Sexual orientation cannot be predicted by a single “gay gene,” new research indicates.
Instead, a host of genetic and environmental factors play a role, according to a study published Thursday in Science Magazine. The findings provide insight into the complex genetics underlying human sexuality. But they do not explain it, wrote the international team of researchers who analyzed genetic data gathered from almost half a million people.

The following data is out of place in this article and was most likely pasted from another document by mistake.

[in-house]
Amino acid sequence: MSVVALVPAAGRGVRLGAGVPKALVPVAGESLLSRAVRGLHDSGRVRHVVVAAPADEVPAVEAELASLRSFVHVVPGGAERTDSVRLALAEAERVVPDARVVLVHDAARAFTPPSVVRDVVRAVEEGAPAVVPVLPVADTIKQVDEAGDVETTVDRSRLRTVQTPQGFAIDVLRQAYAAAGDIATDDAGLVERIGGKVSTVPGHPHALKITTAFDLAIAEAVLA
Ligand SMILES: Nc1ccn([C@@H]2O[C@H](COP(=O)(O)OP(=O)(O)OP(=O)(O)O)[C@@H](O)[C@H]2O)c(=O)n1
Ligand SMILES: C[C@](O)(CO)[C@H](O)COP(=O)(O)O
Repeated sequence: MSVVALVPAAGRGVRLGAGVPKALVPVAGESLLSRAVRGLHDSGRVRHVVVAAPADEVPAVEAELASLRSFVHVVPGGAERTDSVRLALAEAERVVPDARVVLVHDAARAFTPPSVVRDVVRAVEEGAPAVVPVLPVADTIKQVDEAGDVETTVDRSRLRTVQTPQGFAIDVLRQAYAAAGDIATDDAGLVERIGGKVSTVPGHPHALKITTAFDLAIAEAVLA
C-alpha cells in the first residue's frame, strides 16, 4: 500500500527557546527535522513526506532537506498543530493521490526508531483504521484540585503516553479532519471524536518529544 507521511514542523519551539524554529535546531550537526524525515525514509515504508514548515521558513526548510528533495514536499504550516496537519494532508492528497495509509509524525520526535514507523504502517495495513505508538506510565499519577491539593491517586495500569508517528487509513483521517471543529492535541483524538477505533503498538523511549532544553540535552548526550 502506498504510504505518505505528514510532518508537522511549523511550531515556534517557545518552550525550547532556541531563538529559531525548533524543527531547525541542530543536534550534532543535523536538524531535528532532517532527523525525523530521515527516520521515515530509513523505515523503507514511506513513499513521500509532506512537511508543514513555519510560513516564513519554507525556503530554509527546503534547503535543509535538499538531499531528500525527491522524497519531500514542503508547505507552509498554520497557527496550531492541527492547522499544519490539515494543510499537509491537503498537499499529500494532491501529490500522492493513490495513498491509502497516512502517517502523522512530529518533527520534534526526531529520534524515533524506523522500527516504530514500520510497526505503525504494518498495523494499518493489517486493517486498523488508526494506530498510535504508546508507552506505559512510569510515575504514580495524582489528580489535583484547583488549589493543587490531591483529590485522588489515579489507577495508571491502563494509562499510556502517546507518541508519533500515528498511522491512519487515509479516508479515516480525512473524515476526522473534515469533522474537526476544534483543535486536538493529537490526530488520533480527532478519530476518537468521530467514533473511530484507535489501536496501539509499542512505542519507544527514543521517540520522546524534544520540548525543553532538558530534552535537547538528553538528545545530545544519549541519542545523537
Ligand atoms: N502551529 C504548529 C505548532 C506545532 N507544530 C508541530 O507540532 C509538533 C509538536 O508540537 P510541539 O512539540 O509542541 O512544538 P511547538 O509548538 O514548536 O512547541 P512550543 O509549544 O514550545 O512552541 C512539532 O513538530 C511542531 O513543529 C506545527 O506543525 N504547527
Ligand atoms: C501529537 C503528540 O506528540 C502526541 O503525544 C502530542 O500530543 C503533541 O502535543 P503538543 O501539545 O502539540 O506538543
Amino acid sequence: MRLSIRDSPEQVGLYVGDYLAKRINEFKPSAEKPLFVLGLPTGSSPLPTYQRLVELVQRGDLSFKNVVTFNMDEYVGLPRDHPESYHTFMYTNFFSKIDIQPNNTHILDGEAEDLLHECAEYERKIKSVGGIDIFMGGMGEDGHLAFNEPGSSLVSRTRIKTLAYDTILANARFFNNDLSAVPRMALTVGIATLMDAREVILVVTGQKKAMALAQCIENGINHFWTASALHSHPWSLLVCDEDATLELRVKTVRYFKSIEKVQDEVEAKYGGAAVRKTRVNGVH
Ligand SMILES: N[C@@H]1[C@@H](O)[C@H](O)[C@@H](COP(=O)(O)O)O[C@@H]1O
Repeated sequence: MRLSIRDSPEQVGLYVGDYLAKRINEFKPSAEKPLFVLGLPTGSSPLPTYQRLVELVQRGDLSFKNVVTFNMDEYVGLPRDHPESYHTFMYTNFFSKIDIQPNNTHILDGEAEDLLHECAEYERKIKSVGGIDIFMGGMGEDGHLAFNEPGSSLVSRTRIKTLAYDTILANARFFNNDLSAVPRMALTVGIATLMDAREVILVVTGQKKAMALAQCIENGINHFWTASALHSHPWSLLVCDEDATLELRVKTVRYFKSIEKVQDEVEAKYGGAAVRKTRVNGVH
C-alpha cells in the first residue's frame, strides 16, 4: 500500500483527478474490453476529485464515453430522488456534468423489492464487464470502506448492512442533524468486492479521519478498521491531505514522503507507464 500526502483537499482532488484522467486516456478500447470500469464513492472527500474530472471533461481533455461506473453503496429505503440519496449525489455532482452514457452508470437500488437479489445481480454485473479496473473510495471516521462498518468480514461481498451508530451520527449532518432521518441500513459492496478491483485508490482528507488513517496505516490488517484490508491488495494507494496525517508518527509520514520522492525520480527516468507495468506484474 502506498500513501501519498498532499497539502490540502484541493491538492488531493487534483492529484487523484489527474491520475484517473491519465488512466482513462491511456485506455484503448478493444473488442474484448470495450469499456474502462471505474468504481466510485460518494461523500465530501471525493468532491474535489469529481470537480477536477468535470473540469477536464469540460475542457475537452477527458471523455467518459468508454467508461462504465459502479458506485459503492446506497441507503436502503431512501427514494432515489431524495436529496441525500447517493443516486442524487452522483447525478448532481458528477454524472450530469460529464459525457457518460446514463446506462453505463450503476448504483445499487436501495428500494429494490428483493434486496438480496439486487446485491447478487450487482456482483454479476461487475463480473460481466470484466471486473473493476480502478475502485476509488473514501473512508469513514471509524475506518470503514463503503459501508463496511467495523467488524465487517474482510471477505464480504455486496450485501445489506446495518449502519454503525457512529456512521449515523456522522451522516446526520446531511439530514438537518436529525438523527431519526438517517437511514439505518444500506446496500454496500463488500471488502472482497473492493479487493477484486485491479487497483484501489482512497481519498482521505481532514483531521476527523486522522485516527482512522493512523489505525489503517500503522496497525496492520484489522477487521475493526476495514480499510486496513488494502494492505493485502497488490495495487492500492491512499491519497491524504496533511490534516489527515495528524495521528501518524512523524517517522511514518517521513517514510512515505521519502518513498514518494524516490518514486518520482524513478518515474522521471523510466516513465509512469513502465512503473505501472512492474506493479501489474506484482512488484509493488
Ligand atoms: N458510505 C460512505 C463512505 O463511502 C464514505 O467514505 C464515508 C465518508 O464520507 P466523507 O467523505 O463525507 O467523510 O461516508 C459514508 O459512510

“Across human societies and in both sexes, some 2% to 10% of individuals report engaging in sex with same-sex partners, either exclusively or in addition to sex with opposite-sex partners,” wrote the study authors.
The study showed that sexual orientation “is not a single dimension and same-sex attraction is not inversely related to opposite-sex attraction, arguing for a more nuanced social understanding of sexual orientation that also includes bisexuality and asexuality,” said Neely.
In the end, genes cannot be used to predict who will be gay or straight.